Cravon Gillespie: ’19 Oregon senior placed 2nd (first U.S.) at the NCAA with a 9.93 PR. Followed taking 4th at USATF, earned World Champs relay gold for his carry in the heats. U.S. Ranked No. 5 in ’19. Now a first-year pro.
Demek Kemp: A senior at South Carolina State in ’19, his championships experience in the 100 is limited, 4th in his NCAA semi last year, 4th at USATF. 10.03 PR dates from last April but he won the ’18 USATF indoor 60 crown and this winter dashed PRs of 6.50 and 6.48 pushing Baker in two Euro meets.
Kendal Williams: The ’14 World Junior titlist had a 2-school NCAA career at Florida State then Georgia. 7th in the Trials 200 in ’16 in between colleges. Placed 3rd in the USA 100 in ’18, the year of his 9.99 PR. Trains with Lyles in coach Lance Brauman’s group.
Cameron Burrell: The ’18 NCAA winner for Houston and son of former WR holder Leroy Burrell. 5th at the ’18 USATF and equaled his 9.93 PR in his heat. Looks to recoup after a down ’19: 10.43 in his USA heat and 10.12 season’s best. Dad and Carl Lewis are his coaches.
Jaylen Bacon: Sprinted 9.97 at his NCAA Regional as an Arkansas State senior in ’18 and qualified for the USATF final. Last season, his first in Brauman’s cadre, suggested possible injury; 6th in his USATF semi before shutting down for the year. Ran one January indoor meet this winter.
Matthew Boling: The ’19 High School AOY, now at Georgia, saw video of his windy 9.98 last April go viral. Winning sprint doubles at two big Junior meets, USATF & Pan-Am gave a taste of higher-level rounds running, but his diversity of abilities means the 100 may not be his chosen event.
Bryand Rincher: Florida State soph established bona fides as a frosh in ’19, dashing to 5th-place finishes in the NCAA indoor 60 and outdoor 100, the latter with a 10.02w/10.06 semis/final sequence. Appears he has the option of competing for Haiti instead if he so chooses.
Devin Quinn: Another who raised his profile with a ’19 NCAA Champs finish, 7th in 10.12 for Illinois after a 10.01 PR in his semi. Now in Gainesville, Florida, preparing for his first pro campaign. Will be 24 by Trials time.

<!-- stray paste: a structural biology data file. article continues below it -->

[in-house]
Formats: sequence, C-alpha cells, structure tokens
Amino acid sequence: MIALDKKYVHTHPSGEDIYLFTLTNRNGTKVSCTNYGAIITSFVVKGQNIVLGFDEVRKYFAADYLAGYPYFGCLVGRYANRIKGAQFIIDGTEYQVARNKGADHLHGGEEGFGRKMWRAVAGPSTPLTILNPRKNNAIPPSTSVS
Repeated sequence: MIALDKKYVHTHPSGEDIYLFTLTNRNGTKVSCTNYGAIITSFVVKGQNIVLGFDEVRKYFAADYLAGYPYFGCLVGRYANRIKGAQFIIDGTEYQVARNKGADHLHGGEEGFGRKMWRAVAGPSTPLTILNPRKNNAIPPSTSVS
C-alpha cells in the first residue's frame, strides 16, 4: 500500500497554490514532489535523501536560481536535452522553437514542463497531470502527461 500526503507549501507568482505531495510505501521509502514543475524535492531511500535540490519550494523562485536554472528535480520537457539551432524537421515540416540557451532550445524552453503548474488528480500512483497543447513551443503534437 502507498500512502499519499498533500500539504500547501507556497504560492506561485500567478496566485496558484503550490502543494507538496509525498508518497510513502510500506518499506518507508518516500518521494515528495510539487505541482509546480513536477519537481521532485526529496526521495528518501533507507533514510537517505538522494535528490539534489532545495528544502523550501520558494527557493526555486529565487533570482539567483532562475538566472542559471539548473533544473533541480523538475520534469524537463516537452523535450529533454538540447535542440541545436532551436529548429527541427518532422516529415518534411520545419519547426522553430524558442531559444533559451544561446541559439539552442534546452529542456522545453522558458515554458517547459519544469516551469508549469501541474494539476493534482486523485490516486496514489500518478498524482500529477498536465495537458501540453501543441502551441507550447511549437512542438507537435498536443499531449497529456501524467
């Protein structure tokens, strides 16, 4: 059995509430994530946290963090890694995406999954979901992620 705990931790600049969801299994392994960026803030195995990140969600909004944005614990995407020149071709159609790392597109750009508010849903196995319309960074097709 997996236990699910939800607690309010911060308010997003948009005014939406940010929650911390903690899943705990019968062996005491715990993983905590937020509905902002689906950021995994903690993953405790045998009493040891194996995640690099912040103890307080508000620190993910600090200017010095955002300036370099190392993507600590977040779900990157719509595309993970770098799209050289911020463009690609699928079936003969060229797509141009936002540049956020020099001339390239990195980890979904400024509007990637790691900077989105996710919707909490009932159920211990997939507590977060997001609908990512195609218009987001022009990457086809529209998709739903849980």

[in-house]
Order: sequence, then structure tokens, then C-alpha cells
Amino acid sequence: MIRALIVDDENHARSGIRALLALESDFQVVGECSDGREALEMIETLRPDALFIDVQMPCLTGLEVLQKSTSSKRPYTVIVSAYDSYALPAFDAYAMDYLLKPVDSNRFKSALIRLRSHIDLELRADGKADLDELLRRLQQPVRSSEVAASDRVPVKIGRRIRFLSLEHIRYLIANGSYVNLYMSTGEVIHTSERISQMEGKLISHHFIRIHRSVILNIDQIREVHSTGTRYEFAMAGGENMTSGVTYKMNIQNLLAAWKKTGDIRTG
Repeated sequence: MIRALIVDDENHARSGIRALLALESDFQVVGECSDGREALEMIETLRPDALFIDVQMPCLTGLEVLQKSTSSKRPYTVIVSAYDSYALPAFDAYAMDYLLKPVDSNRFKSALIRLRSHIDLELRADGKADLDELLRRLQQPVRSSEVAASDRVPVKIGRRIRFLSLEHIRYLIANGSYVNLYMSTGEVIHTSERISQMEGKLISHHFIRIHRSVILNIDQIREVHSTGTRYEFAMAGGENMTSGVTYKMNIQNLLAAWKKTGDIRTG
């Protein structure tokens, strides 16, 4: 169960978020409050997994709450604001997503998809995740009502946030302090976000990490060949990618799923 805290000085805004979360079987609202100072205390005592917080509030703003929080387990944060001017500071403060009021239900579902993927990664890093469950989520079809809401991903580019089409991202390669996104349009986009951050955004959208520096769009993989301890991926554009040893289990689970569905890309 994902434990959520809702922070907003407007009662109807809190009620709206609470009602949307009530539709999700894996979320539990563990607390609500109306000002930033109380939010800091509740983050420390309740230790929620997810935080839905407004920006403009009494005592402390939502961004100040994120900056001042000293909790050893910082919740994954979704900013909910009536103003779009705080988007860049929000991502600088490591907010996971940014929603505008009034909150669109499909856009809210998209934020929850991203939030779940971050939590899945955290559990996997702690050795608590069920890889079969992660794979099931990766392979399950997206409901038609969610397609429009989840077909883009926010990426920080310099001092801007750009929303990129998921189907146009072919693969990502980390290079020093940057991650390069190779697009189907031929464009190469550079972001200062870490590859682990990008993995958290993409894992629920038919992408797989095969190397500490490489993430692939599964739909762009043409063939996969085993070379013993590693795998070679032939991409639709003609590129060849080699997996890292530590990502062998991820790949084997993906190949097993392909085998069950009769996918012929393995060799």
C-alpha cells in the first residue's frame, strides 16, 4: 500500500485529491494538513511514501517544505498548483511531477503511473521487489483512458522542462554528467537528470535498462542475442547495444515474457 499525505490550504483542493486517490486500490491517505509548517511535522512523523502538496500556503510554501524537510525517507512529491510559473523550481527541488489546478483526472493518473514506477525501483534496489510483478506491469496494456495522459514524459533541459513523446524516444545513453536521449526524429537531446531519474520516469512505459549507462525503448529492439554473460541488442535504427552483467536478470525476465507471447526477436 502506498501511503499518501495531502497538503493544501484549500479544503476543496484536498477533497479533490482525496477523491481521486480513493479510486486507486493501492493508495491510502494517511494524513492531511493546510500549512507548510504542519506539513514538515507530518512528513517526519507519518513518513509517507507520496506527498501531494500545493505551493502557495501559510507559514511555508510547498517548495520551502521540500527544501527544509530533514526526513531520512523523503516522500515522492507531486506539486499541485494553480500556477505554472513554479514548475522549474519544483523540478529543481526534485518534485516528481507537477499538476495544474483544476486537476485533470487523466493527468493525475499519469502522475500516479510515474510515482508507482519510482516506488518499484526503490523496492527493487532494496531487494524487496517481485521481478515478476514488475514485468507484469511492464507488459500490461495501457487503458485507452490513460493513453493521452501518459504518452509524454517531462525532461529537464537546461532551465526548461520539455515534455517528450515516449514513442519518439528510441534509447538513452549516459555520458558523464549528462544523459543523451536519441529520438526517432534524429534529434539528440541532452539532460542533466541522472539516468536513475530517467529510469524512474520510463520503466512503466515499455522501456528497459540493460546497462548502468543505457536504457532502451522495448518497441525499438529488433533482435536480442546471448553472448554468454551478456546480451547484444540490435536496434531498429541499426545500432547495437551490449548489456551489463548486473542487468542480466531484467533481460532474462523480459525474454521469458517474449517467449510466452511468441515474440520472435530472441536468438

Vets & Out-Of-Woodwork Candidates
Isiah Young: Vet who trains with Gatlin has reached 5 of the 7 USATF 100 finals since ’13, the year after he made the Olympic 200 team as a Mississippi junior. Placed 6th in ’19, 4th in ’18. His 200 cred is substantial; he won Nationals in ’13 and placed 8th at the ’17 Worlds, but he tends to rack fast times in the 100 rounds. Had 7 sub-10 clockings in the last 3 years.
Jeff Demps: Former NFL player whose PR is still the 10.01—then a WJR—he ran as a Florida prep in his ’08 Trials quarterfinal, but he got close (10.02) in ’18 and placed 6th at USATF that year. Saw Olympic relay duty in the London ’12 heats. Was active in the 60 this indoor season.
Marvin Bracy: Indoor appearances this winter, including a USATF 60 runner-up to Coleman (6.49), were the first in or out for the Floridian since April of ’17. Quick starter at his best, he won World Indoor silver in ’14, and in ’16 made the Rio team, placing 3rd at the OT. His 5 sub-10s (PR of 9.93) all came in ’15–16.
Ameer Webb: Another whose 200 chops shine. USA crowns in ’17 (plus WC 5th) & ’18 after a ’16 OT 3rd. Reached his first USA century final last year (7th) although his one wind-legal sub-10 clocking (9.94) dates to ’16. Will turn 29 before the OT.
Trayvon Bromell: Starting in ’13 when the then Baylor-bound Florida high schooler dashed a windy 9.99, the world was his oyster. 9.97/9.77w the next year, NCAA champion. His ’15 & ’16 seasons were even better: USATF 2nd in 9.96, World Champs bronze at 9.92. World Indoor 60 champ, Olympic Trials 2nd at 9.84 and made the Rio final. But he reinjured an Achilles in the 4×1 and in ’17 his oyster clammed up. Does his 6.74 in February presage a reawakening? Stay tuned.